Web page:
Anyway, that’s where the dialogue has me today.  I want to tell you again how much I appreciate you taking the time to engage with me in this part of my journey.  It means a lot.  I really get turned off by the tendency, especially in politics, for people to circle the wagons or form a fortress from which to sling rhetoric while refusing to actually come out peacefully and discuss something.  You know what I mean?  And the media just makes the whole situation worse, little Tweets & comments here and there but no real engagement.  Thanks for being willing to be real, to put your story and your thoughts and your experiences in writing and listen to mine as well.  I respect you for that.  I think that’s how Jesus was, too.  I think of the stories in the Gospel of John especially, of conversations with Samaritans, women, disciples, beggars, and Pharisees.  He didn’t just knock off a sound bite for the media and move on.  And as much as anyone stayed to hear more, he kept interacting.  What a great example!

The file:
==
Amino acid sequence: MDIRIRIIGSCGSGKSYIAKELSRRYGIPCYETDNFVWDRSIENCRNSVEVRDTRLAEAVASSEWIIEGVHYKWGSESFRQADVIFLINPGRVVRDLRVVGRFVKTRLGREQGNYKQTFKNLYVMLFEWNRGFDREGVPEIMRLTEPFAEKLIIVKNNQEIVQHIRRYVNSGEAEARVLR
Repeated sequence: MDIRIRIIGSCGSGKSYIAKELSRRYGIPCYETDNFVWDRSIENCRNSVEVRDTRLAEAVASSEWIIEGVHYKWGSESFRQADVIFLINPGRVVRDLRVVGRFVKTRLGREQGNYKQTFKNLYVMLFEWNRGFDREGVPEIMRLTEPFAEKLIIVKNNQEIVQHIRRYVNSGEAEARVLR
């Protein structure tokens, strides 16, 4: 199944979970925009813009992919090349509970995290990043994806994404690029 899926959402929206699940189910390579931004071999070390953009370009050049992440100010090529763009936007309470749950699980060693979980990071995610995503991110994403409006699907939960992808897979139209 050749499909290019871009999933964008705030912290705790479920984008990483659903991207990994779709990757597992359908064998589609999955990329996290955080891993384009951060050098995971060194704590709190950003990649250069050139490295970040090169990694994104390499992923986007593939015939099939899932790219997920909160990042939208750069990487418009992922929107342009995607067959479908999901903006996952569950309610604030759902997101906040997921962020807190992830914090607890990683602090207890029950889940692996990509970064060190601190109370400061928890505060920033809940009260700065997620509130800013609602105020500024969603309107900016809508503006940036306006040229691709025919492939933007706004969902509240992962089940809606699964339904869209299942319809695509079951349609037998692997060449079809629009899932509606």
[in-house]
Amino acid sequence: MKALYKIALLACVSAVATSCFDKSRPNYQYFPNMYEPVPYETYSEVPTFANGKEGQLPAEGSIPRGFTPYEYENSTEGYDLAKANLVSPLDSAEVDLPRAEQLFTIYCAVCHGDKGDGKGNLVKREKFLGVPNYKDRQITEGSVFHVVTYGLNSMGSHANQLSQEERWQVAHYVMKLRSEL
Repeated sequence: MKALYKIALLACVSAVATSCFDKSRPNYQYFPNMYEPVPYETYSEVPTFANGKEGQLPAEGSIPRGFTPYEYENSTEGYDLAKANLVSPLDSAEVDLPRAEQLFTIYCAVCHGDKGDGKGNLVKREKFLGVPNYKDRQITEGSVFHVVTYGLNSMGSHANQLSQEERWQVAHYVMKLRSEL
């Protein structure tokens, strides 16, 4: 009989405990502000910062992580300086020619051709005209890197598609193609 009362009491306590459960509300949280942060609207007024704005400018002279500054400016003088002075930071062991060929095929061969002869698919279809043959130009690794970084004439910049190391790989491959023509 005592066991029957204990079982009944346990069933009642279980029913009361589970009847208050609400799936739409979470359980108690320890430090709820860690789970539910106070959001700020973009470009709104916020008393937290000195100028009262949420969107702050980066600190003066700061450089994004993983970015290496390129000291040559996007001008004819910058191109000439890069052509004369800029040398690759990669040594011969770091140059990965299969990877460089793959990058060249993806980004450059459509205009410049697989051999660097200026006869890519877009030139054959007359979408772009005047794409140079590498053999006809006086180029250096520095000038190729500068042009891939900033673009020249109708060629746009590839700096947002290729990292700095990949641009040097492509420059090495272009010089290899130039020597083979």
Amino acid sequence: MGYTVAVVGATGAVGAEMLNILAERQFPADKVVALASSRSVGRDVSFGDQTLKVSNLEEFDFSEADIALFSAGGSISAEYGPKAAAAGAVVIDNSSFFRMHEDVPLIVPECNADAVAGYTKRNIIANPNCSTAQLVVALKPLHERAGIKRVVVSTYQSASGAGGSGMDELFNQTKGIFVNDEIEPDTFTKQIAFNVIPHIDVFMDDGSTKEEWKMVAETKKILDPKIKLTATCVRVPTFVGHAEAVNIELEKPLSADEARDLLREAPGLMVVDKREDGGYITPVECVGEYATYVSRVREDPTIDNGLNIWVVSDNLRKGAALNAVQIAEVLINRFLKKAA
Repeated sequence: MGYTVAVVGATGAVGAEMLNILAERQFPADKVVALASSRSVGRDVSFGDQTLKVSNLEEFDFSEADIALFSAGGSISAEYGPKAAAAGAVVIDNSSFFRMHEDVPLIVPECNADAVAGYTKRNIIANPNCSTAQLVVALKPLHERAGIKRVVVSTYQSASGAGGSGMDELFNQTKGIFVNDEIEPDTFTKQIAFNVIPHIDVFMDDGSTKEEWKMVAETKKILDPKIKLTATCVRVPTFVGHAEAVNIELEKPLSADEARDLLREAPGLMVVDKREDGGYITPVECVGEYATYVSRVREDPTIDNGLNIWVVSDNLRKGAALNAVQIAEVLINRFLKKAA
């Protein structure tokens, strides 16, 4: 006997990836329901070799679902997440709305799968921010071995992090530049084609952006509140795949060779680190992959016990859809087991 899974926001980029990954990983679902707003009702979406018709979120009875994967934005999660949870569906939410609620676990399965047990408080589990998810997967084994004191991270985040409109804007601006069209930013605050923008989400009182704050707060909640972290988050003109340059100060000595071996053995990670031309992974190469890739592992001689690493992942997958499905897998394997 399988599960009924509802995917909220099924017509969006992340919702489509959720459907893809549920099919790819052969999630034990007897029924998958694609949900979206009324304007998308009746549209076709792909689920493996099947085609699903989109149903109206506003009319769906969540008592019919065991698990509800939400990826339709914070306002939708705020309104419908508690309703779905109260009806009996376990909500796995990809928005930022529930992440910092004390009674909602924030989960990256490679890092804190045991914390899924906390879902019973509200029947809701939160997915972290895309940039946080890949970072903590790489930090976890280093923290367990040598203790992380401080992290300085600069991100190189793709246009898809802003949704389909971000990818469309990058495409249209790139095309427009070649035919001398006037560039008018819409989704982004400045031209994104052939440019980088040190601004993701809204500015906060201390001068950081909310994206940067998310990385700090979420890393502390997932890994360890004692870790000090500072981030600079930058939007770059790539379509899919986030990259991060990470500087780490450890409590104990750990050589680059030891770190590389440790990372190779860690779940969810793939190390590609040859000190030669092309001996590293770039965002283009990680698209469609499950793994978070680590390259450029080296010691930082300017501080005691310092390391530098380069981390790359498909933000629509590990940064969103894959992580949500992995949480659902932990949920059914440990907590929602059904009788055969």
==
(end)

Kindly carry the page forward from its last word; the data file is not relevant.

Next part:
11 thoughts on “What’s Important?

  1. Someday you and I may well have real conversation about this Scilla…maybe on skype ? but for now…
    I come from a Baptist background, my sister is a born again Christian ( of 35 years or so and we are estranged ( she doesn’t have friends outside the church) my mother also became born again ( my sister worked on her for years) some 20 years or so ago..( she once told me we had nothing in common anymore and this after we had been the very best of friends)
    I am an athiest through and through though I belive in goodness as that doesn’t exclusively belong to those who have faith.
    At the end of the day I cannot square the circle that says God is Love and God is all powerful with the suffering that goes on today. If he loved and is all powerful he could stop sufferng now. To say it’s because he gave us free will just doesn’t add up.. If he did he made a mistake and could now change it..
    I’ve already said too much.
    Peace and love on your journey..